Woodlot ManagementWoodlot Management<p>County Forest staff manage County Forest lands and do not provide private land forestry.  Landowners are encouraged to contact a forestry professional to assist with making forest management decisions.  </p><p>Many landowners may be able to get a tax incentive on forested properties through the Managed Forest Tax Incentive Program (MFTIP).</p><p>Please see the links below for more information:</p><p> <a title="link to Forests Ontario website" href="http://www.forestsontario.ca/" target="_blank">Forests Ontario</a> <br>Information about tree planting and woodlot management</p><p> <a title="link to Ontario Professional Foresters Association Website" href="http://www.opfa.ca/node/1" target="_blank">Ontario Professional Foresters Association</a> <br>A professional forester can offer a wide range of services from tree planting to harvesting.  </p><p></p><p> <a title="link to website of Certified Ontario Tree Markers" href="http://www.ontariotreemarkers.ca/?__utma=1.398770311.1411744637.1416241005.1416329070.4&__utmb=" target="_blank">Certified Ontario Tree Markers</a><br>Certified Tree Markers are certified through the province to follow tree marking prescriptions prepared by a Professional Forester prior to harvest operations</p><p> <a title="link to information about the Managed Forest Tax Incentive Program" href="http://www.ontariowoodlot.com/information/mftip/mftip-program" target="_blank">Managed Forest Tax Incentive Program</a><br>Forest properties in Ontario greater than 4 hectares (approximately 10 acres) can be elegible for a reduction in property taxes through this program.</p><p> <a title="link to International Society of Aboriculture" href="http://www.isa-arbor.com/" target="_blank">International Society of Aboriculture</a> <br>Certified arbourists are trained to care for the health of individual trees</p><p> <a title="link to the Ontario Woodlot Association website" href="http://www.ontariowoodlot.com/" target="_blank">Ontario Woodlot Association </a>    <br>Organization of private forest landowners</p><p> <a title="link to the Landowner Resource Centre" href="http://www.ontariowoodlot.com/publications" target="_blank">Resource Centre </a> <br>Fact sheets and publications for landowners and land managers<br></p><p> <br> </p>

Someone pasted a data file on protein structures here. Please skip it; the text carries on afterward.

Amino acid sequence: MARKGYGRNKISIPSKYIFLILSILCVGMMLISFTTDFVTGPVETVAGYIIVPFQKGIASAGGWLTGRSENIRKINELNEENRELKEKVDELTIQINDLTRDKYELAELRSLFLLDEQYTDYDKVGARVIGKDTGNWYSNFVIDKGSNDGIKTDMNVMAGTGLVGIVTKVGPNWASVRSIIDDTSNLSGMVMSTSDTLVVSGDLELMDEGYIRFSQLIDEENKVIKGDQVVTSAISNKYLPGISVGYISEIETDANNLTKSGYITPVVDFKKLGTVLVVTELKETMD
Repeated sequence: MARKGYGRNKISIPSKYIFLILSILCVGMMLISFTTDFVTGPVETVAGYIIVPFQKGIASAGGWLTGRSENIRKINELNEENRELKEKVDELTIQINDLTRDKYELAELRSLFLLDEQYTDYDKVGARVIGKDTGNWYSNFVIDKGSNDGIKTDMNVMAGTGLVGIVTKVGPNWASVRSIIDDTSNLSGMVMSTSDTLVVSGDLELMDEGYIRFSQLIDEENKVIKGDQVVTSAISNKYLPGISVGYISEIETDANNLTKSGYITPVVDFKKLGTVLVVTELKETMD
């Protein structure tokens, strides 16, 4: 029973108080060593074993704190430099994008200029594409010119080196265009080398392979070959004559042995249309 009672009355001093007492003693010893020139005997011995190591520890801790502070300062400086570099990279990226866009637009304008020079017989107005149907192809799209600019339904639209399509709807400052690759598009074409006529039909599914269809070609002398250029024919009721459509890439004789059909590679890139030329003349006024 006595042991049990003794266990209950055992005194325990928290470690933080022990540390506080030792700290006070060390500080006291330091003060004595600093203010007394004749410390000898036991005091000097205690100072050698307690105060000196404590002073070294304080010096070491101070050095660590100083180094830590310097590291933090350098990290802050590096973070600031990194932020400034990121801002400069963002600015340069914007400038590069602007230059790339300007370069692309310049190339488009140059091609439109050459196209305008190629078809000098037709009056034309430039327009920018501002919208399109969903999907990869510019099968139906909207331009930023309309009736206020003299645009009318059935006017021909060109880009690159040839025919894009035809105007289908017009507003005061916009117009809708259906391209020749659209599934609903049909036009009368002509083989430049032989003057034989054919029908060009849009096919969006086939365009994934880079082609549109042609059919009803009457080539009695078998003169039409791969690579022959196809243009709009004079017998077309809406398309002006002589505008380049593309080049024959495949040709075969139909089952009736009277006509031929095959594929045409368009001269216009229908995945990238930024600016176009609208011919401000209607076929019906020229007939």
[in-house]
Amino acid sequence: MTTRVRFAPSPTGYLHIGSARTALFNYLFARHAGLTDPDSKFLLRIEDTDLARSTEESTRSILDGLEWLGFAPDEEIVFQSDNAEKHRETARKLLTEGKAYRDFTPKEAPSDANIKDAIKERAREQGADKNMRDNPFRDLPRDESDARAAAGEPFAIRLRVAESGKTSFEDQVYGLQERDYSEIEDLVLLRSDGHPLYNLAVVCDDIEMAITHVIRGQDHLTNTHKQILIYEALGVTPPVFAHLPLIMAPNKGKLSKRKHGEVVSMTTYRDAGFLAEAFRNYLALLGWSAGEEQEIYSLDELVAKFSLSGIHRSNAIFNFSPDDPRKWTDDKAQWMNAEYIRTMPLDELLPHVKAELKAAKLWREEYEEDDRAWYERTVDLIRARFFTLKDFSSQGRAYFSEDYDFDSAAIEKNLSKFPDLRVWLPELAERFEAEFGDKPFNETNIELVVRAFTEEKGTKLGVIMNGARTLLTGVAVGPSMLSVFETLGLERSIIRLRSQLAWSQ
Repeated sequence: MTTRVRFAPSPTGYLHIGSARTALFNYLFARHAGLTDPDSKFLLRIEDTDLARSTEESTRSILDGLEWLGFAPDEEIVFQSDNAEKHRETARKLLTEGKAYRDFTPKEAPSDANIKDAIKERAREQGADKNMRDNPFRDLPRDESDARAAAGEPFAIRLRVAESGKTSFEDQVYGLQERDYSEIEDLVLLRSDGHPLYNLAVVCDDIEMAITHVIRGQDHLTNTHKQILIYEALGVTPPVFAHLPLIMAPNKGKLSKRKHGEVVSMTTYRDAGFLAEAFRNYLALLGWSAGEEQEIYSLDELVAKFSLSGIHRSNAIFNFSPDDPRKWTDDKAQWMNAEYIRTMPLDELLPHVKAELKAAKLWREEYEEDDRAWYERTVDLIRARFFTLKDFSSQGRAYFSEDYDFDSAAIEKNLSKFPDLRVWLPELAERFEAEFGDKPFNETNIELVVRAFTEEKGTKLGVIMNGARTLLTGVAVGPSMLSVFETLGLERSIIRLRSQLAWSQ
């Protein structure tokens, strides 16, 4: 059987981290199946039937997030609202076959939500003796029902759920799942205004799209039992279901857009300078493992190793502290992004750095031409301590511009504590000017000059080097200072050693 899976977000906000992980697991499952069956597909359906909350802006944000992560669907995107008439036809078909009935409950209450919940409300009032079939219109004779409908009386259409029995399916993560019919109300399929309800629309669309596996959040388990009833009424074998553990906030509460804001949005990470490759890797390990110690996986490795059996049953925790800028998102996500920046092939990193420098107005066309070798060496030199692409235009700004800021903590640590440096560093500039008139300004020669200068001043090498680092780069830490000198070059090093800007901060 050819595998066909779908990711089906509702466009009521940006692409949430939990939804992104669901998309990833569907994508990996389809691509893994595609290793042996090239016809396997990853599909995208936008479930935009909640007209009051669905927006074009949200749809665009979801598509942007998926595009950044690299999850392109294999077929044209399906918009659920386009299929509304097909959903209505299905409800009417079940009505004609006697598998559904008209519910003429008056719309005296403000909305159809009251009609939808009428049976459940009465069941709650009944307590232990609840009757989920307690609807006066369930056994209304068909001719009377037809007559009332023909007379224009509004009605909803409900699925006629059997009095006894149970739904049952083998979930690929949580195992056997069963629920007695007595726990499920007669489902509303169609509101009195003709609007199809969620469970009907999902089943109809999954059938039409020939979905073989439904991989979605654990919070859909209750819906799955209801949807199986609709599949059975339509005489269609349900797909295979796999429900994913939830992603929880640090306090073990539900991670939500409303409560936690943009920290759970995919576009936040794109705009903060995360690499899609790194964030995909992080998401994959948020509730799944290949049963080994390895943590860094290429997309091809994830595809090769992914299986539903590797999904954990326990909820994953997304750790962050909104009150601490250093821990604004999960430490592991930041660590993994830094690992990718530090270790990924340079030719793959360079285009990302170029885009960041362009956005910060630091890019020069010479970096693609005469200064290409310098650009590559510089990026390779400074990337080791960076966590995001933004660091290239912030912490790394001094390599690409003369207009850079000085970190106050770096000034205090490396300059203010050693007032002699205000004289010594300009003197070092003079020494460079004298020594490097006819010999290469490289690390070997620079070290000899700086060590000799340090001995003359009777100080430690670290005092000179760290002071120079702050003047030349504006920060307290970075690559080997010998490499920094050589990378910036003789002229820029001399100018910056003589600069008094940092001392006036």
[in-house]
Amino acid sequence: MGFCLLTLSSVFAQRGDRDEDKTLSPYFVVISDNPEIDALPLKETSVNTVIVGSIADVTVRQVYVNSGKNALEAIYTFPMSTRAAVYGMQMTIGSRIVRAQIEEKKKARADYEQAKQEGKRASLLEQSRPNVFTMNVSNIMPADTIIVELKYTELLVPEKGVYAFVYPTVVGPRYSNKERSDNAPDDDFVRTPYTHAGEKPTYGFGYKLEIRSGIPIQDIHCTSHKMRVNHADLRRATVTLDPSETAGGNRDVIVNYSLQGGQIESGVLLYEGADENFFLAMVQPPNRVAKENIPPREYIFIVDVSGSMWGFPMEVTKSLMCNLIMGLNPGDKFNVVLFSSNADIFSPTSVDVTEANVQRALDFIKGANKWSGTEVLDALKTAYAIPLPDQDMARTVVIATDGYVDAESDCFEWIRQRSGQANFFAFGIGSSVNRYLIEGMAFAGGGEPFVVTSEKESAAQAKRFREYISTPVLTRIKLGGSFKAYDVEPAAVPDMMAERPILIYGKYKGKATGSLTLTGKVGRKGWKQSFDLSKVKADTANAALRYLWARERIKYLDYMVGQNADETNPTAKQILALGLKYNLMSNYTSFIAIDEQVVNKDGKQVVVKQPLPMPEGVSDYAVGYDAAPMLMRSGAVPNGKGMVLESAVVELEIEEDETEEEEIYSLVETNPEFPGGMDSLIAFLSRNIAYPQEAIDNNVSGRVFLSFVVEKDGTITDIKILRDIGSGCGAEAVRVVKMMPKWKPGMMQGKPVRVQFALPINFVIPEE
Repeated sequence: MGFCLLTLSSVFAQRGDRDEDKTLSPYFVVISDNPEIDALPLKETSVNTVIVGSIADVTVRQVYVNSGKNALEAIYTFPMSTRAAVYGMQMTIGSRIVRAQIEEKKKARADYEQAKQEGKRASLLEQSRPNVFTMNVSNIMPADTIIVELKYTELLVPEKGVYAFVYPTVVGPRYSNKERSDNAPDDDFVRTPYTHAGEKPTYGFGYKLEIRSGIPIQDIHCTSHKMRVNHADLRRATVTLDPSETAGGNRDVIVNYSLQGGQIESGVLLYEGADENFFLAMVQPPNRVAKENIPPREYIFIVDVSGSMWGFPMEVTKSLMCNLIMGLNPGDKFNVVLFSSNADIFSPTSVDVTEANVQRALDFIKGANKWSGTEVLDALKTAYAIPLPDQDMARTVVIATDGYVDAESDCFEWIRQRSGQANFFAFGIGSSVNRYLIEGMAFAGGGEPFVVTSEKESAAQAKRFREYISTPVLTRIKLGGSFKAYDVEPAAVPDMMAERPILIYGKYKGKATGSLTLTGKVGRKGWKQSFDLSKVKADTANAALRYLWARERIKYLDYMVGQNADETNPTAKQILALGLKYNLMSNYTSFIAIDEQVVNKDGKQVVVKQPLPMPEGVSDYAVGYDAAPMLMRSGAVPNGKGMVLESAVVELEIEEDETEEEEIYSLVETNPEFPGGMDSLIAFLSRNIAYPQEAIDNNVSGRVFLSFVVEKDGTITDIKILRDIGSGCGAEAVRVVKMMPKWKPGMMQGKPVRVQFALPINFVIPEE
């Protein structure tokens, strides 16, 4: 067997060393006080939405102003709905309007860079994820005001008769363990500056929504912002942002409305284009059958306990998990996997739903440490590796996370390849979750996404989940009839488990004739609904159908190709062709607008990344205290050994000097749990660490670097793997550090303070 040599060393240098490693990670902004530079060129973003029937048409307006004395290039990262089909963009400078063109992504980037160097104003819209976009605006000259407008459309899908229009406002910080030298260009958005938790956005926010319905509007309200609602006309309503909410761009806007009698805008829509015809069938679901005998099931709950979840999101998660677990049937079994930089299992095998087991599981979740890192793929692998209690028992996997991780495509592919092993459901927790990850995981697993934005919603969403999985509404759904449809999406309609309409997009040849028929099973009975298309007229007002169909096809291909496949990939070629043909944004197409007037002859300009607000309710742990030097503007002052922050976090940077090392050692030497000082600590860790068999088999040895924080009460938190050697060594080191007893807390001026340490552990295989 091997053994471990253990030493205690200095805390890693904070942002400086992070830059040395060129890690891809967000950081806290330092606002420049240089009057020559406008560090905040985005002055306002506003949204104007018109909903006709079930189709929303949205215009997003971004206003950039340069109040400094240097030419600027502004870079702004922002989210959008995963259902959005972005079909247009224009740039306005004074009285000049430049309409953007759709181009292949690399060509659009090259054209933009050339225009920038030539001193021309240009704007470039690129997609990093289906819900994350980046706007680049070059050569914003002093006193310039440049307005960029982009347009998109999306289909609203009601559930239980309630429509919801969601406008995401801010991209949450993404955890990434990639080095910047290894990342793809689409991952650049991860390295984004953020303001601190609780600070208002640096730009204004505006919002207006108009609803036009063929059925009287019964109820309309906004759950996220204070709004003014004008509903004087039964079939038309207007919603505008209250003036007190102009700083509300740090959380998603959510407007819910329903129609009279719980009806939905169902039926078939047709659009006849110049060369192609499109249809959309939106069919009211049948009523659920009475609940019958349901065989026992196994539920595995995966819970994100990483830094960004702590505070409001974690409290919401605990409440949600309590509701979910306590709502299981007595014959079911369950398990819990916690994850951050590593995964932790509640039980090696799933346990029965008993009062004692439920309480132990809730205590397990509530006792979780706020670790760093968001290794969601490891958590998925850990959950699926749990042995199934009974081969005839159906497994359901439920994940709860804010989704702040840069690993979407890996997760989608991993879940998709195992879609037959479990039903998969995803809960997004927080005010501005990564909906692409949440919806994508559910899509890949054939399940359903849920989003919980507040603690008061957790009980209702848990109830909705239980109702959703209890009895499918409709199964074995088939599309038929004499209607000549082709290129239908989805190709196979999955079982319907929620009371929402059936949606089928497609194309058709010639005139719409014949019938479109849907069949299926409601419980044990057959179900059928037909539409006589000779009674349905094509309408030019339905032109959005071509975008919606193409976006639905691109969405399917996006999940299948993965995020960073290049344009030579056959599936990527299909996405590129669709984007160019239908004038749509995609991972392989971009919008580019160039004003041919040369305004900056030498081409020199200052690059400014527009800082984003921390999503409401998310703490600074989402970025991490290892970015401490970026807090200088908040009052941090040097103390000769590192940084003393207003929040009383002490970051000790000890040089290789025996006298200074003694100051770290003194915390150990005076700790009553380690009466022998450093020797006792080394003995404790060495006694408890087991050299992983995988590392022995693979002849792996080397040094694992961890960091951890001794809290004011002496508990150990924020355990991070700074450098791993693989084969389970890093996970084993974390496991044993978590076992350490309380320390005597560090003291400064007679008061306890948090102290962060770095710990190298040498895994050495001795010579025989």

Invasive PlantsInvasive Plants<p>Most are familiar with the threats posed to our environment by exotic invaders such as zebra mussels, purple loose strife, and more recently giant hogweed, however there are other invasive exotic species which are seriously threatening our County Forests.  In fact, many resource professionals and naturalists consider invasive exotic species to be the most serious threat to the long-term integrity and biodiversity of woodlands in Southern Ontario.</p><p>Of particular concern locally are four non-native species: garlic mustard, dog-strangling vine, Manitoba maple, and common or glossy buckthorn.  Unfortunately, the increasing level of recreational use is leading to additional accidental introductions.  To help us control the spread, PLEASE:<br></p><ul><li>stay on the trails;</li><li>clean your boots or tires before and after visiting the County Forests;</li><li>never discard plants or yard waste in the County Forests;</li><li>learn to identify invasive plants and advise forestry staff if you are aware of an introduction.</li></ul><h4>To report invasive species please visit:</h4><p><a href="http://www.eddmaps.org/Ontario/" target="_blank">Early Detection and Distribution Mapping System</a></p><p><a href="http://www.invadingspecies.com/report/" target="_blank">Invading Species Hotline</a></p><h4>For more information please visit:</h4><p><a href="http://www.ontarioinvasiveplants.ca/" target="_blank">Ontario Invasive Plant Council</a><br></p><p><a href="http://www.invasivespeciescentre.ca/" target="_blank">Invasive Species Centre</a><br><br></p>